There are some rather wonderful words for describing the shape of a flower’s stigma. ‘Plumoso’ describes a feathered shape. ‘Lobado’ describes a lobed shape. There is conicoid (conical), discoide (disc-shaped) and con pelos (with hair). I would describe a crocus stigma as plumoso. Lucky crocus.
These are the three flowers that have given me most delight in the garden this week. Each is perfectly itself. Each occupies its space. Each has its own dignity.
I love watching any type of bee, but bumblebees are especially endearing. Especially when they dive nose-first into a flower and tip up their furry bums.
On a weekend, I like to get up before the rest of the family. I put on my dressing gown and slippers, make myself a cup of tea, slip on my wellies, and take a little walk around the garden.
Edging the lawn is not my favourite garden job. I don’t like anything that involves keeping to a straight line. I am a wobbly sort of gardener.
You can see the intricacy of the markings. They remind me of a school chromatography experiment when we made an ink spot on blotting paper and then dipped it in water. The pigments in the ink slowly separated and spread out over the blotting paper.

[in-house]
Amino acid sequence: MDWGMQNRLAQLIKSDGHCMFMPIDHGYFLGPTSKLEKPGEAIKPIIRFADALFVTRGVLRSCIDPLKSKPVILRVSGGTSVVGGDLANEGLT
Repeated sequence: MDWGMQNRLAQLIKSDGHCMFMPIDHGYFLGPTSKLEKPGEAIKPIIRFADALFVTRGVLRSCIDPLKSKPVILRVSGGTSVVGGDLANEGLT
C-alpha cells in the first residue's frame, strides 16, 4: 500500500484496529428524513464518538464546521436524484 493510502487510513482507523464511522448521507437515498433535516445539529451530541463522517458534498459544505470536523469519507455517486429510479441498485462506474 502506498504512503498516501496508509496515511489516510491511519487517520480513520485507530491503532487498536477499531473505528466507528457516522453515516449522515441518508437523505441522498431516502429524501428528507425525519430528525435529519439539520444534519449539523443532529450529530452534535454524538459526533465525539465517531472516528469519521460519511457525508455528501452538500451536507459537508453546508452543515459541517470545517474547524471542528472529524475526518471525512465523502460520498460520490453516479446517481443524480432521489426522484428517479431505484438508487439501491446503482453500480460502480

I don’t know about you, but when I visit a garden over and over again, I tend to go in exactly the same direction in the same order as every other time I have visited. Somehow, in the nine years I have been visiting Leeds Castle, I have managed never to have noticed Lady Baillie’s Mediterranean Garden.
The words of this song keep coming back to me as I find little groups of crocuses around the garden.
Misunderstood sepals, tempting nectaries, fizzling stamens in various stages of excitement, and patiently waiting carpels at the core. You will find all life in the crazy orbit of a Hellebore!
Like with so many spring bulbs, you spend hours watching over them, singing to them, telling them little stories, begging them to open. Then just as your back is turned (you have put the kettle on to boil, or just nipped to the loo), TA DA! The most magnificent flower has sprung open!
There are so many signs of spring, but we can’t quite shake off winter. It’s like we have a fifth season, spr-inter. Its colours are minty-fresh, but with a hint of honey…
How is it, when all the others are much bigger, much stronger, more colourful, more showy… how is it that the humble little snowdrop is the bravest of all?